> OK... but your examples don't include the word include.  I mean, the
> word include is not in your examples :-)  Would you say: "Is breakfast
> in that price?" rather than "Does that price include breakfast?"
> 
> Which is to say, not that the keyword idea is good or bad, but just
> that one could argue it either way based on the analogy with common
> idioms.  I think that the current Ruby idiom makes internal sense
> (i.e., if the word "include" is involved, then it should be where it
> is), though maybe having it positioned to the right makes the
> expression harder to parse, sort of like "xxx unless yyy".
> (Personally I've never minded that, for some reason.)
Hi

Maybe syntatic sugar like "if x in [a,b,c]" should be generalized by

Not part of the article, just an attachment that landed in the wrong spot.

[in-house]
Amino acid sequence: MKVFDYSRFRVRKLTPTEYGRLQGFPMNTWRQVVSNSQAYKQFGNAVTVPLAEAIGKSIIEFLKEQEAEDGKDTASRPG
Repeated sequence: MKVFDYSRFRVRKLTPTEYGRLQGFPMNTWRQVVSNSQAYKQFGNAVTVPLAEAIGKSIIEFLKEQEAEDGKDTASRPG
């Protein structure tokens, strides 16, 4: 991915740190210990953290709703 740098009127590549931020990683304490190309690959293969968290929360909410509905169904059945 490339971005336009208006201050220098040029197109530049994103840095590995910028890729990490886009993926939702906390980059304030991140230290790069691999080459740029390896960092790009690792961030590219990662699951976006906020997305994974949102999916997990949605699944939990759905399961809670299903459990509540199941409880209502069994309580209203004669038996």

introducing macros in ruby.

I think languages should provide a rather simple, and most important
consistent syntax. I think Ruby is quite consistent in the way it is doing
things. Makeing a lot of hardcoded shortcuts like the
"if x in a" > "if a.include? x" 
translation might destroy this.

Some sort of macro (maybe a kind of extended regular expressions, where you
could specify to ignore matches in literals) language could be used to
summarize all this "syntactic sugar" in some library files.

or maybe the macros should be run _after_ the parsing stage, giving them the
ability to change the parsed code - This I guess would make Ruby truely
LISPS sucessor (or should I say LISP.succ) ;-))))

greetings, Florian Pflug